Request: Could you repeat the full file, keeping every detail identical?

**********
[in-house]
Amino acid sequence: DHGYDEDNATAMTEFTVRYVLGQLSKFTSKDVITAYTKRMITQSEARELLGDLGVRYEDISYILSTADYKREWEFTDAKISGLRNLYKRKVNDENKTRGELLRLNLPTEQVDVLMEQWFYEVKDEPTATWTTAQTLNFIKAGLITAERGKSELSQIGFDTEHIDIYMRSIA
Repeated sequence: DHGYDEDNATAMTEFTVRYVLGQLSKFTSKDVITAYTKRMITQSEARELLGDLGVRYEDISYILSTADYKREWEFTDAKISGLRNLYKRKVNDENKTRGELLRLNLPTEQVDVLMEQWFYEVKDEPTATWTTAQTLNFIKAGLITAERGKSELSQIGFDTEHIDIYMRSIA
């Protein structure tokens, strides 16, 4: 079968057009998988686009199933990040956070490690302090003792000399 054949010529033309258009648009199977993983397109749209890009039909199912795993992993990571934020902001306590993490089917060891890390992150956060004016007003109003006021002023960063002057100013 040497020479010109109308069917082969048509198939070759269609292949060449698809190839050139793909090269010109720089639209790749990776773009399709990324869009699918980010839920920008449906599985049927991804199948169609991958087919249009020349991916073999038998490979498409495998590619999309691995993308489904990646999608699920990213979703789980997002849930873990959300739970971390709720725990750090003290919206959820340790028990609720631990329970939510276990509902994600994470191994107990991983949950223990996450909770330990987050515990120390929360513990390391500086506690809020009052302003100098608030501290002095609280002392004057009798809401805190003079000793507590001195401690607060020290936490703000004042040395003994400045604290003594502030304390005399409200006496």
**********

[in-house]
Amino acid sequence: DHGYDEDNATAMTEFTVRYVLGQLSKFTSKDVITAYTKRMITQSEARELLGDLGVRYEDISYILSTADYKREWEFTDAKISGLRNLYKRKVNDENKTRGELLRLNLPTEQVDVLMEQWFYEVKDEPTATWTTAQTLNFIKAGLITAERGKSELSQIGFDTEHIDIYMRSIA
Repeated sequence: DHGYDEDNATAMTEFTVRYVLGQLSKFTSKDVITAYTKRMITQSEARELLGDLGVRYEDISYILSTADYKREWEFTDAKISGLRNLYKRKVNDENKTRGELLRLNLPTEQVDVLMEQWFYEVKDEPTATWTTAQTLNFIKAGLITAERGKSELSQIGFDTEHIDIYMRSIA
């Protein structure tokens, strides 16, 4: 079968057009998988686009199933990040956070490690302090003792000399 054949010529033309258009648009199977993983397109749209890009039909199912795993992993990571934020902001306590993490089917060891890390992150956060004016007003109003006021002023960063002057100013 040497020479010109109308069917082969048509198939070759269609292949060449698809190839050139793909090269010109720089639209790749990776773009399709990324869009699918980010839920920008449906599985049927991804199948169609991958087919249009020349991916073999038998490979498409495998590619999309691995993308489904990646999608699920990213979703789980997002849930873990959300739970971390709720725990750090003290919206959820340790028990609720631990329970939510276990509902994600994470191994107990991983949950223990996450909770330990987050515990120390929360513990390391500086506690809020009052302003100098608030501290002095609280002392004057009798809401805190003079000793507590001195401690607060020290936490703000004042040395003994400045604290003594502030304390005399409200006496």